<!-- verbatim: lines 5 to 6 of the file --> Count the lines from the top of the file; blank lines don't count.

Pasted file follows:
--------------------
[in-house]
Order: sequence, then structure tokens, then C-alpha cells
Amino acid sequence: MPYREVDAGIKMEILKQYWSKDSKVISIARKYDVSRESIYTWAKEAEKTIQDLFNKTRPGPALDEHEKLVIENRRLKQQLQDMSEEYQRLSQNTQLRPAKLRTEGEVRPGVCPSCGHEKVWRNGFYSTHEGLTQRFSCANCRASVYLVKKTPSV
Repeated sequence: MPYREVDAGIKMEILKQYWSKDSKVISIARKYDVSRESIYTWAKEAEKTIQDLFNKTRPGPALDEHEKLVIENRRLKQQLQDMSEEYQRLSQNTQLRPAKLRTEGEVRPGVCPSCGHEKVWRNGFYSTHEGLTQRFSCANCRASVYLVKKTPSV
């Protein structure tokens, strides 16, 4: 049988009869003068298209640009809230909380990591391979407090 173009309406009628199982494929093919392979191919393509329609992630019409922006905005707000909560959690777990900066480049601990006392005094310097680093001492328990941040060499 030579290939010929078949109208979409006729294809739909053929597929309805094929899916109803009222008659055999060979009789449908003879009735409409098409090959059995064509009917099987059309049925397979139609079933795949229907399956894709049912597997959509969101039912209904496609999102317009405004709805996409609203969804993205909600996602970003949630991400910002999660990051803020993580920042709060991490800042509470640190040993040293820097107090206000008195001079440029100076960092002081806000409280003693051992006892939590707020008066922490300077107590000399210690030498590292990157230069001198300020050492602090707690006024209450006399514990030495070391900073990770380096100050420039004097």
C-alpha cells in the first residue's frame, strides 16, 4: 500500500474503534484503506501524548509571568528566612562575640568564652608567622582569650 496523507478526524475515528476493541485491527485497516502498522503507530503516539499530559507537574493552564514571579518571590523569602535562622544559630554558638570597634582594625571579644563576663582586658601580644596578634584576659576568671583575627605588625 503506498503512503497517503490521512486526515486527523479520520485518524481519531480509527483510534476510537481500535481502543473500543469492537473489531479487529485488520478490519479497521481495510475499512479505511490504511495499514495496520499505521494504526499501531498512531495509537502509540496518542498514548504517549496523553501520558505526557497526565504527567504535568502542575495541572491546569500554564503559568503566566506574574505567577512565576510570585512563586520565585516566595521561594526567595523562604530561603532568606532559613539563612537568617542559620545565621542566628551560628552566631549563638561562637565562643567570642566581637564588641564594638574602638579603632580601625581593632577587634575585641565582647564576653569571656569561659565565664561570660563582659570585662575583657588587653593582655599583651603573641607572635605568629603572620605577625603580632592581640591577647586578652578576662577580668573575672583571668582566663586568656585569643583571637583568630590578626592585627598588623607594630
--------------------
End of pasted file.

């Protein structure tokens, strides 16, 4: 049988009869003068298209640009809230909380990591391979407090 173009309406009628199982494929093919392979191919393509329609992630019409922006905005707000909560959690777990900066480049601990006392005094310097680093001492328990941040060499 030579290939010929078949109208979409006729294809739909053929597929309805094929899916109803009222008659055999060979009789449908003879009735409409098409090959059995064509009917099987059309049925397979139609079933795949229907399956894709049912597997959509969101039912209904496609999102317009405004709805996409609203969804993205909600996602970003949630991400910002999660990051803020993580920042709060991490800042509470640190040993040293820097107090206000008195001079440029100076960092002081806000409280003693051992006892939590707020008066922490300077107590000399210690030498590292990157230069001198300020050492602090707690006024209450006399514990030495070391900073990770380096100050420039004097």
C-alpha cells in the first residue's frame, strides 16, 4: 500500500474503534484503506501524548509571568528566612562575640568564652608567622582569650 496523507478526524475515528476493541485491527485497516502498522503507530503516539499530559507537574493552564514571579518571590523569602535562622544559630554558638570597634582594625571579644563576663582586658601580644596578634584576659576568671583575627605588625 503506498503512503497517503490521512486526515486527523479520520485518524481519531480509527483510534476510537481500535481502543473500543469492537473489531479487529485488520478490519479497521481495510475499512479505511490504511495499514495496520499505521494504526499501531498512531495509537502509540496518542498514548504517549496523553501520558505526557497526565504527567504535568502542575495541572491546569500554564503559568503566566506574574505567577512565576510570585512563586520565585516566595521561594526567595523562604530561603532568606532559613539563612537568617542559620545565621542566628551560628552566631549563638561562637565562643567570642566581637564588641564594638574602638579603632580601625581593632577587634575585641565582647564576653569571656569561659565565664561570660563582659570585662575583657588587653593582655599583651603573641607572635605568629603572620605577625603580632592581640591577647586578652578576662577580668573575672583571668582566663586568656585569643583571637583568630590578626592585627598588623607594630